This is a conundrum. You are early in your career in the tech industry and you love working for a small start-up. You enjoy the pace, the energy, and the innovation. Every day you feel you are making an impact. The company is laser focused on growth and success and the culture is all about winning. Life is good.
But, what happens when your company outgrows you?
My consulting business helps growing companies to scale. My clients are mostly companies that have emerged from their start-up stage or more established companies that are at or have gone through an inflection point. Both groups share a problem described by the Marshall Goldsmith quote “what got us to here, won’t get us there”. The 3P’s (People, Product and Process) that built the company to this point are no longer keeping up to the growth trajectory desired.
For many companies who have emerged from their start-up phase, this inflection point is represented by the shift from investment capital funded growth to sustainability through balanced revenue and profitability. The “Rule of 40” can no longer be satisfied by 60% growth with negative EBITDA. For more established companies, the inflection point is often related to the complexity of managing multiple products or industries in multiple geographies with a large staff and lots of moving parts.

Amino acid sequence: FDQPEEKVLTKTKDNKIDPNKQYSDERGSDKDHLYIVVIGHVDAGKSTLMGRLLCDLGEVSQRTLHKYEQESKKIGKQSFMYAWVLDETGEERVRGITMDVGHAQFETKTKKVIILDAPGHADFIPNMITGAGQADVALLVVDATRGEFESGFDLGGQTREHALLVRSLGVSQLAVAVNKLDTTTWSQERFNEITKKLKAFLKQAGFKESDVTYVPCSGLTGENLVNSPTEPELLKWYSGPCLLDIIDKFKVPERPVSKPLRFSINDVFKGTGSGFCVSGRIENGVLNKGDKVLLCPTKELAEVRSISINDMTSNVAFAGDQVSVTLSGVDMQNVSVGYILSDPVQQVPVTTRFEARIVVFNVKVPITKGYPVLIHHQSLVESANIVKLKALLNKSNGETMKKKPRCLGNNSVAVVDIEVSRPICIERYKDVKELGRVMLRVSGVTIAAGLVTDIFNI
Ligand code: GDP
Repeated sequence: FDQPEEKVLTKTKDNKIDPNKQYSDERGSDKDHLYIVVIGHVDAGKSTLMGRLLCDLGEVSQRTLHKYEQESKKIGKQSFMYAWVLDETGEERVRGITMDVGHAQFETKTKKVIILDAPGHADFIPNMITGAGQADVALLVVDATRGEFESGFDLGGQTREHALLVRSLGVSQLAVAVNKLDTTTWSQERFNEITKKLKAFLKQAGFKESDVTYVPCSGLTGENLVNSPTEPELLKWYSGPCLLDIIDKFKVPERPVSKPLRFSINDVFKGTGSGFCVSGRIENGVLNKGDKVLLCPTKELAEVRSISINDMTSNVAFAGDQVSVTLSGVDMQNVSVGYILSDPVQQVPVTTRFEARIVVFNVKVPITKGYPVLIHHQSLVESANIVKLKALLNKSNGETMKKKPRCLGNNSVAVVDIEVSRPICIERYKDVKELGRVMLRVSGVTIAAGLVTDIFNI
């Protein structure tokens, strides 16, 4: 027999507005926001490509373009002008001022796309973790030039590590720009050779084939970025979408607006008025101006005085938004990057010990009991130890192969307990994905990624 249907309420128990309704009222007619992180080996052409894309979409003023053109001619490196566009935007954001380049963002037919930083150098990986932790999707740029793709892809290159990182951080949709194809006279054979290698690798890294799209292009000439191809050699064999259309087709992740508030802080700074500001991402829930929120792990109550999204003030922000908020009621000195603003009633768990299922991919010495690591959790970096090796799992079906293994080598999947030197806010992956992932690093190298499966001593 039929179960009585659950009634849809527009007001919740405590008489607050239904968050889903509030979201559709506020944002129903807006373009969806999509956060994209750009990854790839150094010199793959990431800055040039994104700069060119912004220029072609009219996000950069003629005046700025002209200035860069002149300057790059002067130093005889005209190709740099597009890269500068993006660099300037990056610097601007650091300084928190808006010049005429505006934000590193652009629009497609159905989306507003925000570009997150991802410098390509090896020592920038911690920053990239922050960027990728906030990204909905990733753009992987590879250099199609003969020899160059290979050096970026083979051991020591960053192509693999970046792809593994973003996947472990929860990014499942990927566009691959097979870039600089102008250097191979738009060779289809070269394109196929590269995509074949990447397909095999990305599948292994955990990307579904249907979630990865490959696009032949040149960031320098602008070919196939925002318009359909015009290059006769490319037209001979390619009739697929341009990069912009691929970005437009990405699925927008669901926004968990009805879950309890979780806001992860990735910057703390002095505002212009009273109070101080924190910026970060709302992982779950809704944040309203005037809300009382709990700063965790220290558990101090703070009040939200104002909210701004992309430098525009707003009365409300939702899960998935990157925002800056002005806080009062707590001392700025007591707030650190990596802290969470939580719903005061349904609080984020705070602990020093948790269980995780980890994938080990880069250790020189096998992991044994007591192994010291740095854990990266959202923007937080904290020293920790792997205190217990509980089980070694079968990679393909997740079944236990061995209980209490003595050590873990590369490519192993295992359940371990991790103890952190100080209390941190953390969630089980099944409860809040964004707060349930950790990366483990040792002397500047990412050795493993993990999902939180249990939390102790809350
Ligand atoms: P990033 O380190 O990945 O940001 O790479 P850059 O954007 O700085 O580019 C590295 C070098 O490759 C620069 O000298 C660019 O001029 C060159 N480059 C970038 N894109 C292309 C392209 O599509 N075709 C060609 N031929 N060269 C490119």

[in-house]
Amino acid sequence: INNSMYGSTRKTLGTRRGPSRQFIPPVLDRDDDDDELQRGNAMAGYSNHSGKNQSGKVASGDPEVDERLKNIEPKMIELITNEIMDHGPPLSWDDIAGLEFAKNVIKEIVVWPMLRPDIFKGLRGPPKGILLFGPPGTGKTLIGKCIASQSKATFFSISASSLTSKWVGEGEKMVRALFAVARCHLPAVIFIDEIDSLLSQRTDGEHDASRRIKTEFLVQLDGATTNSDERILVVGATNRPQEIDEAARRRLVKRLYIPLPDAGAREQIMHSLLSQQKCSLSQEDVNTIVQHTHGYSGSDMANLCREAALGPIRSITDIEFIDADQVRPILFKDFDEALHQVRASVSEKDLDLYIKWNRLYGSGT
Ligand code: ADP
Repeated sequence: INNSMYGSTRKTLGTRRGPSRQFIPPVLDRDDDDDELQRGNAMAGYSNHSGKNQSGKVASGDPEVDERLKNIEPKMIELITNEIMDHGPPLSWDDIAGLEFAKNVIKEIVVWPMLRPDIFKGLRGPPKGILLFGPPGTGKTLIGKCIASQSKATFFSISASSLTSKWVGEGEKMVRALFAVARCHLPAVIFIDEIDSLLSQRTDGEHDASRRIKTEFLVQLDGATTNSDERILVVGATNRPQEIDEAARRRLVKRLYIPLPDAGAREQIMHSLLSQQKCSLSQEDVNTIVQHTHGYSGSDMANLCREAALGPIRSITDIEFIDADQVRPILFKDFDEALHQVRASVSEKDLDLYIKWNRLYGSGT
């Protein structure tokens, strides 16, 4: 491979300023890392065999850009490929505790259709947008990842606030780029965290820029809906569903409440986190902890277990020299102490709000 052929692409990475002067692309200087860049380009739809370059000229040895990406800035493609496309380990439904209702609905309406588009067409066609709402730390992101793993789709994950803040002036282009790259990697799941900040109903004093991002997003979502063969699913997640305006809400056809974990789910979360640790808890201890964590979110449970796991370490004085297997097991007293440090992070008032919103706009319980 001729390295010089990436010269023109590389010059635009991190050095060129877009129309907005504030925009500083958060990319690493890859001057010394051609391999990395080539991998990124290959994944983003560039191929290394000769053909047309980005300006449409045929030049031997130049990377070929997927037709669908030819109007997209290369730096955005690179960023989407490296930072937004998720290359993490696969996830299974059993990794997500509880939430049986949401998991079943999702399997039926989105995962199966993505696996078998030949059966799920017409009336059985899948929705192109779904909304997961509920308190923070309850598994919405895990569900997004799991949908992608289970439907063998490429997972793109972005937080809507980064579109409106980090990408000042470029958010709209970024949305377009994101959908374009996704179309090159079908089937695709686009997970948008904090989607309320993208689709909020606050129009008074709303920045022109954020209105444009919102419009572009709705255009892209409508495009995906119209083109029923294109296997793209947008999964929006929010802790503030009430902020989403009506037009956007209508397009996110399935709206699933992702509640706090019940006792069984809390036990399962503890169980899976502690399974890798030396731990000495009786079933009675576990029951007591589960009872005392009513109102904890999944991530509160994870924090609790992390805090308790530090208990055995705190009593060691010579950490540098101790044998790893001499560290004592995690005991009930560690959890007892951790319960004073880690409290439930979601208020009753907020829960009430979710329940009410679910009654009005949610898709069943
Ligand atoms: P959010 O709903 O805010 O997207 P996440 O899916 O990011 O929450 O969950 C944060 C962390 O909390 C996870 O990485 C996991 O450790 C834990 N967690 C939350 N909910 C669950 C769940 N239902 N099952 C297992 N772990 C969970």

In both cases, their businesses have outgrown the capabilities of their 3P’s. Leading a team of many hundreds of people is a different proposition to leading a team of a few dozen. I recall a CEO sharing with me in a private moment his fear of leading his company that had become bigger than any company that he has ever worked in.
To manage in their new reality of success, companies embark on an agenda of change that likely touches every thread and stitch in the fabric of their business. When this happens, employees tell me that they feel ungrounded. Everything is changing and the pace of change feels like it is constant and accelerating.